On Overcommitment

A screencap of my calendar, indicating that almost all of my free time is taken up. The only real open time is on Tuesday afternoon.

My calendar looks like someone threw up on it.

This is not a complaint. It’s not a humble brag. It is a fact. I am an overcommitter. I’m even somewhat unrepentant about it.

My calendar, with its amalgam of colored blocks, color coding, electronics, paper, and bright-eyed hopefulness that each entry will be accomplished looks… scary. For whatever reason, my brain likens it to those mysterious, multi-colored surprisesĀ on the sidewalk you’d rather walk aroundĀ than step on.

A screencap of my calendar, indicating that almost all of my free time is taken up. The only real open time is on Tuesday afternoon.
This is a pretty light week, meeting-wise.


So what to do? I could decide to emulate Peter from Office Space and “just not go anymore.” However, while Peter’s solution seems like a genius solution on the worst days, I genuinely do like my job, and love that I get to do all of the things that make my calendar weep. I’m pretty sure just not showing up because my calendar hates me and doesn’t want me to be happy is a bad idea. Thus, an impasse has been reached.

Terrible idea, indeed.

So, since working is important and keeps me in video games and student loan payments, I’ve worked out the following coping mechanisms for managing my overcommitting tendencies.

  1. Make sure the calendar is up-to-date and organized. Much like a lemming to a cliff, I follow that sweet, sweet life organizer to the second. If it’s not on my calendar, I am not likely to be there. So, it’s important to be disciplined when I put my calendar appointments on the books. Do I always? Hell, no. But then it’s on me when I miss something and I have to say “Um, yes, I am terrible at time management.” Trust me, you don’t want to say that.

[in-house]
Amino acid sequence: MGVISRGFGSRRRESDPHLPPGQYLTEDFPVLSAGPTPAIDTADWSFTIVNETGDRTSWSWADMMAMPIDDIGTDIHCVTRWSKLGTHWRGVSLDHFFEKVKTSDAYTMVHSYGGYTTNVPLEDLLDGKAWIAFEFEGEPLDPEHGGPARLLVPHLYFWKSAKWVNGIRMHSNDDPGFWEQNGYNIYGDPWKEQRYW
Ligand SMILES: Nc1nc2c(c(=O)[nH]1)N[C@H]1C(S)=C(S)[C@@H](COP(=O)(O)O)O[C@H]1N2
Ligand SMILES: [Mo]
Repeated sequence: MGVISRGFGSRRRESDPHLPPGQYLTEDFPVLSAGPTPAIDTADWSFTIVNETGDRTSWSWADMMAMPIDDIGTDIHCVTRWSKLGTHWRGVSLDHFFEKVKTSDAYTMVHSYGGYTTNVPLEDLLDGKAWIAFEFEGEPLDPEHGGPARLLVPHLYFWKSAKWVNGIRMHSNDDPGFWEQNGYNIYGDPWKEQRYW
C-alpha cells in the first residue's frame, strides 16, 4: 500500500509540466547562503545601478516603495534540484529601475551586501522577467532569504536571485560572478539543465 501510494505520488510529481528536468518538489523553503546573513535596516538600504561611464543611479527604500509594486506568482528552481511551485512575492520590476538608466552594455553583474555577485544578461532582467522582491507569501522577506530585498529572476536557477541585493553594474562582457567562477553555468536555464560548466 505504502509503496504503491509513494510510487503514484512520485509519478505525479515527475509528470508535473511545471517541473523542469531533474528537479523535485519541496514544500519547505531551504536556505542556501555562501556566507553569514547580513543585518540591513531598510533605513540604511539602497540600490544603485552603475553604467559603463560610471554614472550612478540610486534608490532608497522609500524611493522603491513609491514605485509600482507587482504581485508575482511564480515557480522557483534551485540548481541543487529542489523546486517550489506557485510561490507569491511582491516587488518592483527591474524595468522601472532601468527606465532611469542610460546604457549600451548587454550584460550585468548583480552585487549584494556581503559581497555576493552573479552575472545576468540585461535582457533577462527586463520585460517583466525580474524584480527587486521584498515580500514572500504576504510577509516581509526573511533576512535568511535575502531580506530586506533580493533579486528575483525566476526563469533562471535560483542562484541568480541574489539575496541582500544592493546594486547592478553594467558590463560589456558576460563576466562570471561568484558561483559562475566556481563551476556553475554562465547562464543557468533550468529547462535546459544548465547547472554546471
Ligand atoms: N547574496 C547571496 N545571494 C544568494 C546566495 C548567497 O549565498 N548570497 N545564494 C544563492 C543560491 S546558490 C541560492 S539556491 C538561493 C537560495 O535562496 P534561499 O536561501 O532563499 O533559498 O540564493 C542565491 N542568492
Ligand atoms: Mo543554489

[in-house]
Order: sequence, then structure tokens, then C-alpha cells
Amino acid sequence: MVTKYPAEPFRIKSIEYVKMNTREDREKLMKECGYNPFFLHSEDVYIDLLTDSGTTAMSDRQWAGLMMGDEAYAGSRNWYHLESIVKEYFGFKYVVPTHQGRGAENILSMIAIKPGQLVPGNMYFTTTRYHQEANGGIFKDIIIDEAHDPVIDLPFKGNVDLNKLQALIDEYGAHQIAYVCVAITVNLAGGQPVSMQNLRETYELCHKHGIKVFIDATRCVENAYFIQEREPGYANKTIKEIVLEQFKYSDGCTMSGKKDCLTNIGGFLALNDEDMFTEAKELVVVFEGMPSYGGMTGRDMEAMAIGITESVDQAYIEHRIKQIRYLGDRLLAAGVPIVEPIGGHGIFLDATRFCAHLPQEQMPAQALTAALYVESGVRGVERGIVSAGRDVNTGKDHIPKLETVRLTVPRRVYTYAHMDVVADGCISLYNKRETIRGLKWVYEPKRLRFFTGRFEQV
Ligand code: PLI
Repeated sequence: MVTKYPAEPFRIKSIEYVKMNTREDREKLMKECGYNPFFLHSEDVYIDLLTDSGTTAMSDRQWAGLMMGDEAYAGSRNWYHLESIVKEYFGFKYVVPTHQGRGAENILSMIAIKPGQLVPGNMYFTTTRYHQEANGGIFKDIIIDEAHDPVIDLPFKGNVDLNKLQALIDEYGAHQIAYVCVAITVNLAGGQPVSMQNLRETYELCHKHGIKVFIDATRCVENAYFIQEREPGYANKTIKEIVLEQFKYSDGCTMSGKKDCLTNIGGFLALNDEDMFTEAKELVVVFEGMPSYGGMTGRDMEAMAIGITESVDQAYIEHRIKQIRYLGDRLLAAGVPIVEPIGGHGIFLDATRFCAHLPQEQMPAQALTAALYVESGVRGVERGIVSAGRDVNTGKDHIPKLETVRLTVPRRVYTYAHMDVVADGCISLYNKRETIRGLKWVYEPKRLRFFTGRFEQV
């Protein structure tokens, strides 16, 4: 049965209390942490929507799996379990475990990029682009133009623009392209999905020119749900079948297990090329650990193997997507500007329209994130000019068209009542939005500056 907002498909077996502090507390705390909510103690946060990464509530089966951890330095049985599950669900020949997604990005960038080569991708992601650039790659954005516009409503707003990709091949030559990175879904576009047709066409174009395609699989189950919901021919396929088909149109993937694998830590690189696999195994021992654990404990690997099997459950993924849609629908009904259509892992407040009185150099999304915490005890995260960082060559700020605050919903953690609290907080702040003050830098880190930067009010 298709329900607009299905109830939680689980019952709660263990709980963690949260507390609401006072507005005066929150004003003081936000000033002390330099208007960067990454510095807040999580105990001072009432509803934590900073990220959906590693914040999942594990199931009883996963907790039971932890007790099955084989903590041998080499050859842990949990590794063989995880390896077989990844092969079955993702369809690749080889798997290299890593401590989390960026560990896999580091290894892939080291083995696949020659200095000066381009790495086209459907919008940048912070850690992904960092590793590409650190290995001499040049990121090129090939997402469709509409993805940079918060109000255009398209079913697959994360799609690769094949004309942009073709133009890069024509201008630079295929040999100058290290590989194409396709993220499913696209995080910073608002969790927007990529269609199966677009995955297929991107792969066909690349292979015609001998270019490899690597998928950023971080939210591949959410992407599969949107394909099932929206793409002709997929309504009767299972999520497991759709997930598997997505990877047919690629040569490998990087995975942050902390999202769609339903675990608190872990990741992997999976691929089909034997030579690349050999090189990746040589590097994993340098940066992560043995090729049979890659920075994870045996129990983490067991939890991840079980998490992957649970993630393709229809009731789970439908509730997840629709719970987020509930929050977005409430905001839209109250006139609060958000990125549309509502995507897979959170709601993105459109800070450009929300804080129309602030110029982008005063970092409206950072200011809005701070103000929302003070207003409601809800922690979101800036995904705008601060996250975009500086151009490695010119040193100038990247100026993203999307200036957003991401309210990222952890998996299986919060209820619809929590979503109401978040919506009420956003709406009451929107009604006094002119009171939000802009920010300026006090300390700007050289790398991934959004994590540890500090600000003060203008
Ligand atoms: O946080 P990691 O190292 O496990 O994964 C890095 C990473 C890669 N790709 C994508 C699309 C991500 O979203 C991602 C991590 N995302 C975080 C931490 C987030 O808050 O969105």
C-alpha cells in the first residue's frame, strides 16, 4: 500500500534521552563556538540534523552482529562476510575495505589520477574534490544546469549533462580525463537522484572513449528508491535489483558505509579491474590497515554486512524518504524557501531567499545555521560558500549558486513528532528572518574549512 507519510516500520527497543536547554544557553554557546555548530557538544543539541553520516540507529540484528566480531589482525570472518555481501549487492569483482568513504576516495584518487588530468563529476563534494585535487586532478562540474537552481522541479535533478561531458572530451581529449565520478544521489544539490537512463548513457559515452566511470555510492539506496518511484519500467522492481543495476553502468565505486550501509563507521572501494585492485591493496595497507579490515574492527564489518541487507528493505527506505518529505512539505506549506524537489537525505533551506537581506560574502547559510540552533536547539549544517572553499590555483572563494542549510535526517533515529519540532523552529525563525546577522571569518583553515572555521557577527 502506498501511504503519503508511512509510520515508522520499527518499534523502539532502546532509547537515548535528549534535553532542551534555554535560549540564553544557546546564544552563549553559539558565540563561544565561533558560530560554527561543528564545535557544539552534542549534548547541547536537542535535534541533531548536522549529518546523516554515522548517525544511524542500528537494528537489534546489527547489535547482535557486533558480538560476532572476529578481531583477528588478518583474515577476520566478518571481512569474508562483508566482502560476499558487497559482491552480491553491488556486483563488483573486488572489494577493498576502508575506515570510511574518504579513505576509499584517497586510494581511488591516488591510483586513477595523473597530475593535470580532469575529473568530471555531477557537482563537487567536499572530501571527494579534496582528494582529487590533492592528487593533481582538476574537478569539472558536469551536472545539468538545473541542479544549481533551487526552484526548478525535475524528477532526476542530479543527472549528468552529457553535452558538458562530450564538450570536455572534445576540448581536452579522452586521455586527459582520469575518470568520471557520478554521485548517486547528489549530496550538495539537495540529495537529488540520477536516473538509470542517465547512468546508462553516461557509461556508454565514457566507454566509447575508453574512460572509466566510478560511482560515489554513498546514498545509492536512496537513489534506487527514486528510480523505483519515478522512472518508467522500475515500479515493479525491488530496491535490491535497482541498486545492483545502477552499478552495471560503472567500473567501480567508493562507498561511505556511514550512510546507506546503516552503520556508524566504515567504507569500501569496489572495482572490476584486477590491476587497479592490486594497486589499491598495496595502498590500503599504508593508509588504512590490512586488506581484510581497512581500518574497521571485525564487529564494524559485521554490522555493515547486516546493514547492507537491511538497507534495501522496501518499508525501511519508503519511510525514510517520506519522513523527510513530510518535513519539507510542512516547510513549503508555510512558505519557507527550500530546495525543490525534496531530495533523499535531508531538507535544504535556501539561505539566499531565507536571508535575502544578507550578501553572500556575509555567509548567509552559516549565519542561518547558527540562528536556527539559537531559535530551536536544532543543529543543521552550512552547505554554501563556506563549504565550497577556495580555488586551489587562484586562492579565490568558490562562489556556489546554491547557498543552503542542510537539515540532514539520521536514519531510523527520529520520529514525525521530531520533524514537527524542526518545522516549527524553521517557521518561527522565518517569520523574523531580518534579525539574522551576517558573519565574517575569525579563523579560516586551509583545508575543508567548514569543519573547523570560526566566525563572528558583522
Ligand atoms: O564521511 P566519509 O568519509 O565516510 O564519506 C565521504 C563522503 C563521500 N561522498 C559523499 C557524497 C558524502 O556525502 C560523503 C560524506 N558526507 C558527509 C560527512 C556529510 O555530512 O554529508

2. Keep an electronic and a paper planner. Seriously. I know it sounds crazy, but use the electronic calendar to plan your day and the paper one to scope your work, provide a navigable path through it, and ensure nothing gets missed. I think of my paper planner as my calendar/checklist, and my electronic one as my virtual life sherpa.
  3. Take it one task at a time. From time-to-time, my boss reminds me of this tactic. He’ll find me hunched over a pile of papers, twitching and mumbling, and remind me that I don’t have to have it all done in the next hour. I don’t even have to have it all done today. These helpful reminders lead me to:
  4. Build a support network. I am lucky to have management that empathizes and works with me to make sure I can manage my workload and still deliver high quality goods. I also have an excellent network of on-campus and off-campus professionals that I can bounce ideas off of, or ask for advice. Seriously, y’all, it takes a village to raise a middle manager.
  5. Finally, listen to feedback. People will tell you when you’re slipping. When you’re not meeting their needs, when you’re not executing your job duties, when you’re not turning in the quality of work they are used to. Sometimes they will be exact in their language. Sometimes they won’t. So, listen hard and listen well. In any given day, I can find SOMETHING that can be rearranged, shortened, or put off until later. It may not be an easy choice, but it’s always there. So, again, listen to those around you. And be kind to yourself if you miss the signals from time to time.
Listen to the feedback you’re getting. Or not getting.

Overcommitment. It’s a thing. It’s a thing I do to myself, and a thing that is sometimes imposed on me. I’m not sure I know how to NOT be overcommitted. What strategies do you have for managing the beast that is Outlook?